Magick; July 2014

(Psst... a logo prototype!
Not quite finished yet,
but this is a good start,
don't you think?)

I have to be honest here. Whenever I set a schedule for myself, relating mostly to personal goals in creative matters, it's like an alarm goes off in my mind to prevent any magical thinking from happening. I sort of regress and lose speed on my projects, & end up no longer feeling that I am able to conquer my own mind. Whether this is a lack of focus or an instinctual reaction to a lack of self esteem about what I think I'm capable of; I've come up with a few ways to fight the wicked beast of procrastination!

Set up a creative space.
Luckily for me, I spend about 50/50 (okay, more like 90/10 considering I'm always spending time at boyfriend's... more on that later) outside of my house, away from my desk... which is obviously not very productive. My desk is actually an Ikea table, topped with sparkly candles, seashells, & further surrounded by a menagerie of chaos... and cats. While I certainly wouldn't call 'Fueled by Fantasy HQ' a mess, I do think it's an open, productive environment and a personally inspiring one none the less. I wish I had more space for storage & supplies, but sometimes you have to work with what you have! You should take the time to figure out whatever works best for your optimal creative aptitude and take advantage of even the tiniest corner to unleash some portals to your inner demons. Don't use this space for much else, so when you settle in (pro tip: turn off wi-fi if you can!) you'll actually focus on your drawing, writing, painting, etc. & not just Google cats and look up your faux symptoms on WebMD for the entire hour you've set aside to get work done.

Spend time alone, relaxing.
I am always teased that I don't necessarily like to do things outside of my home alone. I once squawked at the thought of doing a hike by myself. Squawked. Like a bird. I generally like to venture out with a friend, to at least to have someone to talk to & help get through boring tasks, together! I'm also guilty of, on the off chance I do shop out by myself, having my phone in my hand & chatting with a friend for the entirety of my solo trip. While certainly this is a great way to stay connected, it's not necessary. It could really be an hour or two spent preparing in my head for game time, thinking about a funny pun to use later in a post or even something stupid you could do with Iggy Azalea lyrics. It's not helping anyone at all when I don't give any time strictly for thinking, reading, writing, or drinking wine in the bathtub. Most of the planning for my creative output happens in the bathroom, with Twilight Zone fan fiction and candlelight. (Ohhh, so romantic!)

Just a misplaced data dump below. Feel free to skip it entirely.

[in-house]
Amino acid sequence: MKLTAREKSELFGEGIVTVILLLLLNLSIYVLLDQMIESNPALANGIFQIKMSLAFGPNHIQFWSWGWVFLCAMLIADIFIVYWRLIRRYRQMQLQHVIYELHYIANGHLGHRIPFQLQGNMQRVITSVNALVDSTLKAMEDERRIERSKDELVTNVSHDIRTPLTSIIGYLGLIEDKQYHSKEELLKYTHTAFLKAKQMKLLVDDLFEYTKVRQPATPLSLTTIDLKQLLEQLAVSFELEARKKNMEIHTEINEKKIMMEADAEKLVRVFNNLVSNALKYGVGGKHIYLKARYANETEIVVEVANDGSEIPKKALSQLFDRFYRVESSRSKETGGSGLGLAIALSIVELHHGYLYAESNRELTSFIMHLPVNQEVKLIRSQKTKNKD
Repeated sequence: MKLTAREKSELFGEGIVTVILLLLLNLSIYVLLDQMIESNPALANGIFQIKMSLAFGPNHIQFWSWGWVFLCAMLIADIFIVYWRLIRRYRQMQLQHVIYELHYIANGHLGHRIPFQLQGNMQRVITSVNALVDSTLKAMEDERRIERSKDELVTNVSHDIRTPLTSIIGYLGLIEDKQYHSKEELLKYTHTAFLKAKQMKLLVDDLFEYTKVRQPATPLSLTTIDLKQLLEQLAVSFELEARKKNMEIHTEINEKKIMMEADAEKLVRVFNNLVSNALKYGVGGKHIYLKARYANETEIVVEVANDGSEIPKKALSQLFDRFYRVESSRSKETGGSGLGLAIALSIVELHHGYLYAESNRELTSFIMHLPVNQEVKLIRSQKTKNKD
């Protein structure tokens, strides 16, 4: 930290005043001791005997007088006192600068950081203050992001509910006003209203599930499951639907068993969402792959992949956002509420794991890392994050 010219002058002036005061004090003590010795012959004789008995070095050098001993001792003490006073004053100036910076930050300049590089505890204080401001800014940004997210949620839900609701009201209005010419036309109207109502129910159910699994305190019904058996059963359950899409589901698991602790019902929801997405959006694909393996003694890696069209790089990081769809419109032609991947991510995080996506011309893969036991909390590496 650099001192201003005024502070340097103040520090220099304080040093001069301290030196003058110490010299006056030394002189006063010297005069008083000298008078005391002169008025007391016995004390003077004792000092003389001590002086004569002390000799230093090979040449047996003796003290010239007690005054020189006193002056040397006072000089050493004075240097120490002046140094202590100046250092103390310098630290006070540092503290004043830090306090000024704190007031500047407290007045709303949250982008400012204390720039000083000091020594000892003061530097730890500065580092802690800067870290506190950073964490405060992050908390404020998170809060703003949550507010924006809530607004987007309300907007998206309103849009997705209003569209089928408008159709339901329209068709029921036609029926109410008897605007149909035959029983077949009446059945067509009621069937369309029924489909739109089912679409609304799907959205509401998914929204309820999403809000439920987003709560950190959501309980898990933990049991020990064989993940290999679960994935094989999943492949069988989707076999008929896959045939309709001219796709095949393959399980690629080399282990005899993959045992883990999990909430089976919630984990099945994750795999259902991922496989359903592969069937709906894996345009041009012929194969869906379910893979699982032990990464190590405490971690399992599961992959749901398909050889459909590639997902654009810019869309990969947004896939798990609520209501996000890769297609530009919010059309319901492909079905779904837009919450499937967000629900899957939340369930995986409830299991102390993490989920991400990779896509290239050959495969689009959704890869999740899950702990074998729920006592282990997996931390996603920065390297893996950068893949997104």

Set time aside for learning new concepts/techniques.
This is a big problem for me. For example, considering I haven't been formally trained in graphic design, I have to think outside of the box & learn as I go when I am working on something. I don't tend to want to rely on using creative commons materials, considering that I like to create things from scratch. For me, some days when I open up Photoshop or Illustrator, it's more about playing with a new tool or some feature I haven't used yet. I'm also still not entirely keen on CS6! But with enough time playing, I think anyone can learn a new skill easily on their own. Finding guidance through forums & especially free tutorials available on YouTube, it has become easier & easier to learn anything... with enough time & patience!

Set realistic goals.
Sure, it'd be optimal if I had the time & the ideas for 3+ blog posts a week, enough content for a podcast every single Tuesday, the time for proper make up application and confidence to create a YouTube channel, & had the ability to still have time to eat, sleep, & continue my job search... oh AND maybe see another human being during daylight hours. It can be hard, but don't overcomplicate things for yourself. Start slowly; add on more over time. Don't think you're going to be an overnight success... & always have fun with whatever it is you do creatively. I definitely can attest that it's much easier to be working at full speed when you remove the stress of wanting to have thousands of readers/fans or generate side income, it's more important to just enjoy the time you spend creating meaningful content.

This may have been more for me than for you, but isn't that really what personal blogging is all about? I do however hope this puts something helpful in perspective for any one who reads through!